The intermediate section 74 of the drop guide 58 extends from the first-mentioned bend 82 to a forward bend 84 that is spaced away from the upper surface 47 of the bottom plate 46. As viewed in the cross section of FIG. 2, the intermediate section 74 converges toward the bottom plate 46 in the direction from the first bend 82 toward the forward bend 84. The intermediate section 74 is spaced from the bottom plate 46 a distance short enough to ensure that any token passing beneath the intermediate section will be forced to slide along a flat side (i.e., as opposed to rolling) as it moves toward passage 60.
The lower section 76 of the drop guide 58 extends parallel to the upper surface 47 of the bottom plate 46 from the forward bend 84 to a point adjacent to the location of the forwardmost end 64 of the transverse guide 56. A portion of the lower section 76 of the drop guide covers the passage 60.
A two component sensor 88 is mounted within the chute 40a and is used as part of scoring control system for determining whether a token 42 has slid through the passage 60. The preferred sensor 88 includes a conventional infrared light emitting diode ("emitter") 90 mounted to the underside 92 of the chute bottom plate 46 beneath the passage 60. A conventional infrared photodetector ("detector") 94 is mounted to the portion of the lower section 76 of the drop guide 58 that covers the passage 60. A suitable emitter 90 is a Model No. OP-160 SLA manufactured by TRW Corporation. A suitable detector 94 is a Model No. OP500 SLA, manufactured by TRW Corporation.
The detector 94 is positioned across from the emitter 90. As described hereafter, the infrared light produced by the emitter 90 passes through the detection passage 60 and is detected by the detector 94. The detector output is scanned by the scoring control system as will be described more fully below.
All of the chutes 40 and sensors 88 are substantially identical to the exemplary chute 40ajust described, except that chutes of each successive row of chutes require relatively longer bottom plates 46 so that the chutes extend continuously from their associated openings 38 to the particular cross member 52 that provides the lower terminus of the chute.
Each opening 38 is assigned a numerical score 96, which appears on the cross member 52 at the lower end of each associated chute 40 (FIG. 1). Preferably, a figurine 98 is mounted to the target board 22 over one opening O3,3. The figurine 98 may be, for example, a bull having an open mouth for receiving tokens 42. The tokens that enter the mouth fall into the opening O3,3 over which the bull 98 is mounted. Preferably, the highest score is assigned to that opening O3,3.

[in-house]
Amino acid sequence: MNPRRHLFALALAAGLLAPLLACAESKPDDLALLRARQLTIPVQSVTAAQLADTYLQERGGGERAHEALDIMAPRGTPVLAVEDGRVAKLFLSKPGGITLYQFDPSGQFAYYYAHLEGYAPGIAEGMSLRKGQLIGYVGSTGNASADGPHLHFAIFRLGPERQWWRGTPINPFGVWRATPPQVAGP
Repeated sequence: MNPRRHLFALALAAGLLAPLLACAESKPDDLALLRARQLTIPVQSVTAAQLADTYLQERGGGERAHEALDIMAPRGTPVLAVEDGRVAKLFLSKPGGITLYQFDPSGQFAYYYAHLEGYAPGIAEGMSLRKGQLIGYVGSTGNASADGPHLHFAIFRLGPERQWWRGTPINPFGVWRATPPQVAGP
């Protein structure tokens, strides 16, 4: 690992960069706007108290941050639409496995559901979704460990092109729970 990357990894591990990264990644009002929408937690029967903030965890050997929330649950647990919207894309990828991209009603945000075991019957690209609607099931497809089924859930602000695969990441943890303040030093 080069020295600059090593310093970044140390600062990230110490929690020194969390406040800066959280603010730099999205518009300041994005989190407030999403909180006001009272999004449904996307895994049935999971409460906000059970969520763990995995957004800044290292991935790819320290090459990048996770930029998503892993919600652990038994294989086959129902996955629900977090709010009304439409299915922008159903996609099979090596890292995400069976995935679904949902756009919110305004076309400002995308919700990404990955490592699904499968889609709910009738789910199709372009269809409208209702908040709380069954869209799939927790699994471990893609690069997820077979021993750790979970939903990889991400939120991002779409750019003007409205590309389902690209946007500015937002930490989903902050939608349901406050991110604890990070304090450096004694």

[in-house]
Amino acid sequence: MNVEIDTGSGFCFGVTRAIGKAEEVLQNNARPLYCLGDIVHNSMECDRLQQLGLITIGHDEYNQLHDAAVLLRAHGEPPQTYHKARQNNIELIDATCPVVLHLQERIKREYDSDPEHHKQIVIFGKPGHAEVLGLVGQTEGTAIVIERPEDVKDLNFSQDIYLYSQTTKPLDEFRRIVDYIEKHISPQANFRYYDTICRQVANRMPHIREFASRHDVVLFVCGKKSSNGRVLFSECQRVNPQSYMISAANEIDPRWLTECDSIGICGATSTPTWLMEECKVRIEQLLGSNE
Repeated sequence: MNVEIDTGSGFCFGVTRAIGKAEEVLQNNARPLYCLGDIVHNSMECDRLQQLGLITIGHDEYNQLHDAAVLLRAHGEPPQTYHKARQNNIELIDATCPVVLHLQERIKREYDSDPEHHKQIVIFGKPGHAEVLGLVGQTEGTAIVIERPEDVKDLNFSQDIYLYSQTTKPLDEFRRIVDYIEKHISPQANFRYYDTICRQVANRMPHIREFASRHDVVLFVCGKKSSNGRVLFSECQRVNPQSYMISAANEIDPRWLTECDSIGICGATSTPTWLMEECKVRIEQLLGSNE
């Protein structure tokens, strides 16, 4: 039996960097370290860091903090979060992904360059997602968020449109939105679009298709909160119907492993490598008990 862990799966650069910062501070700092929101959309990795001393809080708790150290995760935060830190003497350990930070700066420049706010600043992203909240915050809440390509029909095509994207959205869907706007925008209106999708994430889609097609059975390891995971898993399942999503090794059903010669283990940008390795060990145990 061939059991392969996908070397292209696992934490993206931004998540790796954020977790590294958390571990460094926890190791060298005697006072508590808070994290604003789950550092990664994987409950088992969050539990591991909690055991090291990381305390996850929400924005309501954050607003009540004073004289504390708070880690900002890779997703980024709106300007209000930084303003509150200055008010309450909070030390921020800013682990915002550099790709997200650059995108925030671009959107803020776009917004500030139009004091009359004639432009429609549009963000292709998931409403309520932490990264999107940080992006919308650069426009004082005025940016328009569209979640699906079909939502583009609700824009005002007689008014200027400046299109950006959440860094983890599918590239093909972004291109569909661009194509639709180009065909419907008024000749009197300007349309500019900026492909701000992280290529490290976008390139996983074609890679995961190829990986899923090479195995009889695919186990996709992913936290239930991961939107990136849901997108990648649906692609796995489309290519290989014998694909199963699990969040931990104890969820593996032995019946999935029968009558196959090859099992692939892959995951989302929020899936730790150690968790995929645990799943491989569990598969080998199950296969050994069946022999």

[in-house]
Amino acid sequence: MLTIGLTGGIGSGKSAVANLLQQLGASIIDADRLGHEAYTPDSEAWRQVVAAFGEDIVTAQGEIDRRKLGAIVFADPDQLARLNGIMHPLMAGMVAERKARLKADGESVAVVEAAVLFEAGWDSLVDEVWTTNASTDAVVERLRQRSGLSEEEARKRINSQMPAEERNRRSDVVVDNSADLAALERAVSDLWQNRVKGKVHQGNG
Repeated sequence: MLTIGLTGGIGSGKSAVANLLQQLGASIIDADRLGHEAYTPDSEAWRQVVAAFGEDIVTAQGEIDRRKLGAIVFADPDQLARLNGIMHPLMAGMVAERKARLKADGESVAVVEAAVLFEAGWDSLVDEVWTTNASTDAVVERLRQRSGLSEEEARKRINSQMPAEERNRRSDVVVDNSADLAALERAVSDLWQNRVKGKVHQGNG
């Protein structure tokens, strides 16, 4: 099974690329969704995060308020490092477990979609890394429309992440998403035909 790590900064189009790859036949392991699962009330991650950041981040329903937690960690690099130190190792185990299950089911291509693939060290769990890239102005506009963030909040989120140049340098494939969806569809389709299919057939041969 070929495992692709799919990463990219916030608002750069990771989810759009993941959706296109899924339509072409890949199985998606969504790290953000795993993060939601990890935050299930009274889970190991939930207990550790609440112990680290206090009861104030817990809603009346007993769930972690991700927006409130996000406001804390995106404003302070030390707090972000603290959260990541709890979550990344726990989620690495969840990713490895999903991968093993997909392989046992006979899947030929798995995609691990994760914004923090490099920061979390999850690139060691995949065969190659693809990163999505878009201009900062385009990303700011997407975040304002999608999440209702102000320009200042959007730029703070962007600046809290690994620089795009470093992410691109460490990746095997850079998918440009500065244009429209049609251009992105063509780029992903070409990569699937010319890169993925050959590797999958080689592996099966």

Turning now to the scoring control system shown schematically in FIG. 5 and 5a, the matrix of sensors 88 (where hereafter convenient, the sensors will be individually designated Sm,n in accordance with the matrix notation mentioned earlier) is rapidly scanned during a player's turn to determine whether a token 42 has passed into an opening 38 and through a detection passage 60. The score associated with the opening through which a token passes is awarded to the player and displayed.
More particularly, the scoring control system comprises a microcontroller 100, such as an Intel 8748. The operation of the scoring control system is initiated whenever coins 101 are detected by a conventional coin mechanism 102, the output of which is transmitted to an input port 104 of the microcontroller 100. The coin mechanism 102 produces an output signal indicative of the amount of money deposited therein, which signal is decoded by the microcontroller 100 to establish the number of participating players.
After a sufficient amount of money is deposited into the coin mechanism 102, an individual player's turn will be initiated whenever a player control switch 106 is depressed. The output of the player control switch is received at an input port 108 of the microcontroller 100. The microcontroller responds by resetting the values of three internal registers that store the game round number (reset to 1), game timer (reset to a preselected maximum game time), and the individual player's score for that particular round (reset to 0). The contents of these three registers are simultaneously converted by conventional BCD-to-seven segment decoders and transmitted for display on the display board 32 via data bus 111. Preferably, a one digit light emitting diode (LED) 112 displays the player round number, a four digit LED 114 displays the game timer value, and a five digit LED 116 displays the score for each round. The score for each round is transferred into the particular player's total score LED display 118 after each round of play.